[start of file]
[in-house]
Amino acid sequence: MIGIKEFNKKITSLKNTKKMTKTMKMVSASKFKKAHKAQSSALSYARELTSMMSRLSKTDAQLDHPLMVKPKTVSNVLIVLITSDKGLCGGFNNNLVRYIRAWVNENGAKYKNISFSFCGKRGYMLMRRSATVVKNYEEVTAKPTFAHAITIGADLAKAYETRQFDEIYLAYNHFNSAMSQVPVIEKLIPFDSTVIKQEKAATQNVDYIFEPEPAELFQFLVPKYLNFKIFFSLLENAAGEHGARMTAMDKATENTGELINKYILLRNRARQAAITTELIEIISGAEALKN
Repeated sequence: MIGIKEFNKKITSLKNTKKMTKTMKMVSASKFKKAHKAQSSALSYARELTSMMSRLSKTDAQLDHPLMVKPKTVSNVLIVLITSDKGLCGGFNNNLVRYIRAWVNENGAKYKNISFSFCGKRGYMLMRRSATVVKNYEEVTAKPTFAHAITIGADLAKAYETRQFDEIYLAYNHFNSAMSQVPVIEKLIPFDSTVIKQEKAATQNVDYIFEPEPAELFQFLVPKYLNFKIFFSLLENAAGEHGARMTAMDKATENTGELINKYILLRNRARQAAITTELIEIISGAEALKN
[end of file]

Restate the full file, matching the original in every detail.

[in-house]
Amino acid sequence: MIGIKEFNKKITSLKNTKKMTKTMKMVSASKFKKAHKAQSSALSYARELTSMMSRLSKTDAQLDHPLMVKPKTVSNVLIVLITSDKGLCGGFNNNLVRYIRAWVNENGAKYKNISFSFCGKRGYMLMRRSATVVKNYEEVTAKPTFAHAITIGADLAKAYETRQFDEIYLAYNHFNSAMSQVPVIEKLIPFDSTVIKQEKAATQNVDYIFEPEPAELFQFLVPKYLNFKIFFSLLENAAGEHGARMTAMDKATENTGELINKYILLRNRARQAAITTELIEIISGAEALKN
Repeated sequence: MIGIKEFNKKITSLKNTKKMTKTMKMVSASKFKKAHKAQSSALSYARELTSMMSRLSKTDAQLDHPLMVKPKTVSNVLIVLITSDKGLCGGFNNNLVRYIRAWVNENGAKYKNISFSFCGKRGYMLMRRSATVVKNYEEVTAKPTFAHAITIGADLAKAYETRQFDEIYLAYNHFNSAMSQVPVIEKLIPFDSTVIKQEKAATQNVDYIFEPEPAELFQFLVPKYLNFKIFFSLLENAAGEHGARMTAMDKATENTGELINKYILLRNRARQAAITTELIEIISGAEALKN